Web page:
Chuck Lindell and Nicole Cobler Austin American-Statesman
AUSTIN, Texas — Ending a turbulent 140-day ride, the Texas Legislature gaveled its 87th regular session to a close Monday after a chaotic Memorial Day weekend — and the prospect of more to come with at least one special session in sight.
Then, with the House adjourned and the senators eating lunch together, Gov. Greg Abbott announced that he will veto funding for the Legislature in the budget recently approved by lawmakers in retaliation for Democrats’ walking out of the Capitol the night before to kill an elections bill he strongly favored.
“No pay for those who abandon their responsibilities,” Abbott said on Twitter. “Stay tuned.”
The governor’s announcement roiled the Legislature’s closing day, a largely ceremonial affair featuring speeches and recognitions that had appeared little affected by the previous night’s dramatic quorum break by Democrats.
Rep. Gene Wu, D-Houston, said he won’t miss the $600 a month that lawmakers earn, “but there are thousands of workers here with families to support.”
In addition to providing salaries for lawmakers and legislative employees, the budget pays for agencies that support efforts at the Capitol, including the Legislative Budget Board, Legislative Council and the state auditor’s office.
“This is petty and tone-deaf even for Texas,” Wu added. “Punishing working-class office staff, maintenance and other support services because he didn’t get every single one of his demands is very on-brand for Texas Republicans.”
It was a fittingly tumultuous end to a tumultuous session that saw Republicans pursue an aggressively conservative agenda, steamrolling Democrats to deliver victories on abortion, gun rights, a camping ban and “defund the police” movements — the latter two issues a direct swipe at Austin and its progressive leaders.
Senate Republicans also employed a little-used parliamentary maneuver to save a GOP bill limiting the way race can be taught in schools, approving House Bill 3979 on the session’s 137th day even though the Texas Constitution prohibits passage after the 135th day.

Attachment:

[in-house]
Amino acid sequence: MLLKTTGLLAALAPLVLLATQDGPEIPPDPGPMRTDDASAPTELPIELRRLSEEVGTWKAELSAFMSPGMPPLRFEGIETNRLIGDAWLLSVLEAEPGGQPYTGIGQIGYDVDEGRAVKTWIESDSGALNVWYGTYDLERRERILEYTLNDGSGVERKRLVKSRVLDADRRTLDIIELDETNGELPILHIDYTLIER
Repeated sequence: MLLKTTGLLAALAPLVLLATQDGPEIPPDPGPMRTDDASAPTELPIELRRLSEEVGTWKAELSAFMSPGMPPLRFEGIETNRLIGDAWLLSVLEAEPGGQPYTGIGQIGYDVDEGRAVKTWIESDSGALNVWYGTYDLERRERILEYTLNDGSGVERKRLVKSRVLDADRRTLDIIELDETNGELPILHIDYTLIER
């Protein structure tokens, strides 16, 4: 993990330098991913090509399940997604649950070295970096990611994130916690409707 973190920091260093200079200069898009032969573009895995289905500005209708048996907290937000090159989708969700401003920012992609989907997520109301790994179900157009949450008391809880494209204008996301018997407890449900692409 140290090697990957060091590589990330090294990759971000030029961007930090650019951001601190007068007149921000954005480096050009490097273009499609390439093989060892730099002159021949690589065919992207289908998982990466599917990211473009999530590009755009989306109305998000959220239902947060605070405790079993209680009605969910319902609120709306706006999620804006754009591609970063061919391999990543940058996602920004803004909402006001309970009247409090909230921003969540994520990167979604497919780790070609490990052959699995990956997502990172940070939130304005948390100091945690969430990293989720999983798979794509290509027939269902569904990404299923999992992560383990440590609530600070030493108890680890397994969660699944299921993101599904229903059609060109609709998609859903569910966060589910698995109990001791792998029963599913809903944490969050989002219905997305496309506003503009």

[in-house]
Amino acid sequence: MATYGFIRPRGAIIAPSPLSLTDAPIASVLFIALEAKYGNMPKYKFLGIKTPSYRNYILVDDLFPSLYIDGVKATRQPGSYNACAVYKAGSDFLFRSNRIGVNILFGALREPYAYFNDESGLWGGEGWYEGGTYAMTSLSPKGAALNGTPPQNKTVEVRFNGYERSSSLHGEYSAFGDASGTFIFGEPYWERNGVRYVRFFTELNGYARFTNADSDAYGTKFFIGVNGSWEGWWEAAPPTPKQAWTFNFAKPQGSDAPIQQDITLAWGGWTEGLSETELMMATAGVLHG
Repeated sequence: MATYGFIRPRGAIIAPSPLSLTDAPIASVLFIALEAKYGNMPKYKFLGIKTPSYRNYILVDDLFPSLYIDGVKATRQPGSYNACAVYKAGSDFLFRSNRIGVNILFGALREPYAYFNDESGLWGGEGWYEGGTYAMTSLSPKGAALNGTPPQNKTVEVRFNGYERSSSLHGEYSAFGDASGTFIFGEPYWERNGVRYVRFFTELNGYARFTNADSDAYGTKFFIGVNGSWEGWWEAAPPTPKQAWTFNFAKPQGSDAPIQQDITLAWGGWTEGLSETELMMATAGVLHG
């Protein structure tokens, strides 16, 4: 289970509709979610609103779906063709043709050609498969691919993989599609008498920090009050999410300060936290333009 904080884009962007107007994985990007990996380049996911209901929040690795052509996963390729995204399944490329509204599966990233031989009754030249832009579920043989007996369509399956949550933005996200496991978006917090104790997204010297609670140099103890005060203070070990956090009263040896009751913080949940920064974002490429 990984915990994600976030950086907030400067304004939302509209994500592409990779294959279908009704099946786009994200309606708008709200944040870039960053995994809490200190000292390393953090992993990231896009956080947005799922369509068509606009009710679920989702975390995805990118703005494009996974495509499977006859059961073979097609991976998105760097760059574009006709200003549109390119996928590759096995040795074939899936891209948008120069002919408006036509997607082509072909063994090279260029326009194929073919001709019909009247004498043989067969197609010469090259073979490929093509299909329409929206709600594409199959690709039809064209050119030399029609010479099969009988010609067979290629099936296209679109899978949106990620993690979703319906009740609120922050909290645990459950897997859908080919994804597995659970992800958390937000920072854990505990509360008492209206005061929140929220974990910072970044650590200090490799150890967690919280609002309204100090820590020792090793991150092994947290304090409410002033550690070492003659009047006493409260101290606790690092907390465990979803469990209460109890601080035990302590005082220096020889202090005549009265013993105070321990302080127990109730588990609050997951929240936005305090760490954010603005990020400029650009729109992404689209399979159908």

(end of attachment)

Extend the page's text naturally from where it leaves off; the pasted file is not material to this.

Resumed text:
Outnumbered Democrats scratched out victories where they could, employing late-session delaying tactics to halt passage of GOP bills targeting transgender youths, voting restrictions and limitations on bail, knowing any victory could be short-lived with a Republican governor able to reset deadlines by calling a special session.
And indeed, after House Democrats killed a comprehensive rewrite of state election laws by abandoning the Capitol to break quorum, Abbott announced that “election integrity and bail reform” — along with other unspecified priority items — will be included in an as yet unscheduled special session.
Though Abbott didn’t discuss timing, a special session was already expected later this year to redraw political boundaries based on U.S. Census Bureau data to be released in August and to allocate roughly $16 billion in federal coronavirus relief money.
“Let’s have a restful, peaceful summer and hopefully be back here in the fall,” House Speaker Dade Phelan, R-Beaumont, said before quickly adding: “But that’s not my decision.
That’s someone else’s decision.”
“I normally say I’ll see you in 18 months, but I might see you in 18 days or so,” Lt. Gov. Dan Patrick said shortly before banging the session’s final gavel.
During the day’s session-closing events, the House and Senate adopted separate Memorial Day resolutions honoring soldiers who died in the line of duty, with Rep. Richard Pena Raymond, D-Laredo, striking a conciliatory tone while about a dozen military veterans in the House stood behind him.